CD: The Foundation of DVC Culture?


On March 2nd at DVC Community Dialouge the students enjoy the friendly completions against advisories, and cheer as they play musical chairs. Photos provide by yearbook staff

Samin Champion , Staff Writer

On March 2, 2018, approximately 340 Da Vinci Communications High School (DVC) students gathered with their advisories in the black box theater, all 3 schools’ shared theater, to participate in CD together. Formerly known as community dialogue to upperclassmen, CD has arguably become the school’s most notable culture-building activity and while only one of many, still adds to the vital culture offered at DVC. This particular CD featured an exciting and memorable game of musical chairs – played by each of our very own DVC teachers!

DVC hosts and supports a wide variety of culture building events throughout the year, from kickbacks and movie nights to CDs and semi-formals. While all individual, they work in conjunction to serve one crucial purpose: raising school spirit.

Schools with culture are often defined as having a shared sense of purpose and values, built on a foundation of collaborative relationships.

“It feels more like a family than a school when we’re doing it right,” said Scott Weatherford, DVC’s principal. “Kids know each other and they know the teachers really well. We have a very diverse culture.”

DVC’s students often go through high school with the same peers and a well-known set of teachers and staff, which only adds to the familiarity ever so present within the school walls.

“We have a community in the true sense of that word,” said Donald Puathasnanon, tenth-grade Algebra 2 teacher and Leadership adviser at DVC. “We truly are a community; we all work together all the time and that’s ingrained in our school.”  

Factors that contribute to a positive school environment include supporting positive change, building commitment and helping both students and staff identify with each other. Additional factors also include focused attention on daily activities, habits, and a shared culture with safe space for students and faculty.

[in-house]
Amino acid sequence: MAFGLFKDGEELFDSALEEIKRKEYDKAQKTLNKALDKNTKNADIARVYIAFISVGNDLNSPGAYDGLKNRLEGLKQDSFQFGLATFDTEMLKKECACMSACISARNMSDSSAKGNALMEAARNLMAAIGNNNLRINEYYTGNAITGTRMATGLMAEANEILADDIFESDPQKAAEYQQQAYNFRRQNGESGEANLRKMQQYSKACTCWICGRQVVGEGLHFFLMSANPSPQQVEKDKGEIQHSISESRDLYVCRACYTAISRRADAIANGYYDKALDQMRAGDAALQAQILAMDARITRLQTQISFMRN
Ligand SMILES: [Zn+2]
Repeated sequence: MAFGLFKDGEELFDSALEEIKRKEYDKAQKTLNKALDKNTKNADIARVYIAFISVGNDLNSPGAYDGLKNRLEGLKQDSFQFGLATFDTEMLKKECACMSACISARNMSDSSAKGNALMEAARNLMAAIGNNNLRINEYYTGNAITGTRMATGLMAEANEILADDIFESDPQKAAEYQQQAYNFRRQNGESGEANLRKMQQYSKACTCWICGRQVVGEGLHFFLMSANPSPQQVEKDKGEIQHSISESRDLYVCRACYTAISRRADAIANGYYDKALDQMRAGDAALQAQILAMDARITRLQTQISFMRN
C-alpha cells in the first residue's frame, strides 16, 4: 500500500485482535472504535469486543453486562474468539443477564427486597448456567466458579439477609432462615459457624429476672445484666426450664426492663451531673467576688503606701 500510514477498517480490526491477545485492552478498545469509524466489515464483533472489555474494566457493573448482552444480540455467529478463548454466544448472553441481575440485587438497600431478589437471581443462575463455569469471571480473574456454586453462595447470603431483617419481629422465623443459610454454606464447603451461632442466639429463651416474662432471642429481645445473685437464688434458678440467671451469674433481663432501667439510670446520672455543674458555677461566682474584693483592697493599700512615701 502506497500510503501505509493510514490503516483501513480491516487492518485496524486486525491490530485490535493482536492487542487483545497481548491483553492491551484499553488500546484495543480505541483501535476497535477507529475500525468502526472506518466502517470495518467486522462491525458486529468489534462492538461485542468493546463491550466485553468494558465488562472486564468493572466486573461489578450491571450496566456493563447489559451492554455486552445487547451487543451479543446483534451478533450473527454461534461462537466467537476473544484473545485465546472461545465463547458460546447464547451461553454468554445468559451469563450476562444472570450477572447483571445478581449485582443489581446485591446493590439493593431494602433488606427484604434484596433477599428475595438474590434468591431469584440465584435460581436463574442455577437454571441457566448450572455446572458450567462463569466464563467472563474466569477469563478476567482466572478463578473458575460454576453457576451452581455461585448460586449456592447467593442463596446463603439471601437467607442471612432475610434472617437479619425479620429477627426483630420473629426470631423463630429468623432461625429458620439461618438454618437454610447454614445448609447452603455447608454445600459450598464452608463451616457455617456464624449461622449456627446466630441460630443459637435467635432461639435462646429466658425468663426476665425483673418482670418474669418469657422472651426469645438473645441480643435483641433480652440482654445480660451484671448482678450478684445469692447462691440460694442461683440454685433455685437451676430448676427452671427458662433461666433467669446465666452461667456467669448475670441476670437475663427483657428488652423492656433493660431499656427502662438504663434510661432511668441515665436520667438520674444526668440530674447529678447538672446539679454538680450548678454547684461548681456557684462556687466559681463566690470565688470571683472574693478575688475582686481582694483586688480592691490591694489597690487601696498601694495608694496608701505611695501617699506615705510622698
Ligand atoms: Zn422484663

Jane Earle, one of DVC’s 12th graders and a member of Leadership noted that “when you don’t have good school spirit it’s kind of restricting and takes away from everything.”

Positive school culture has been directly correlated with students’ academic success and a decrease in behavioral issues by a multitude of studies produced by the proclaimed father of the “effective schools” movement Ron Edmonds, a Harvard researcher. Edmonds, a former professor, is known as the educational philosopher who introduced the concept of “Effective Schools” through renowned research and who advocated for free, universal, non-secular education in the states.

“It leads to less discipline problems and leads to students who are more engaged in their academics which leads to better student success overall and leads to happier teachers,” said Weatherford. “When there is super positive student culture it makes the job easier on teachers… anything that helps teachers be more engaged and happy about school and work is a good thing.”

Weatherford and Puathasnanon both concur that school spirit is easily obtained when students and faculty work in conjunction to promote a healthy and safe environment by standing up for student’s safety as well as active participation in school events.

“This kind of safe environment that we’ve all built,” Puathasnanon said, “It’s not just staff that builds it, it’s staff and students,” and as such, we all have an obligation to preserve it.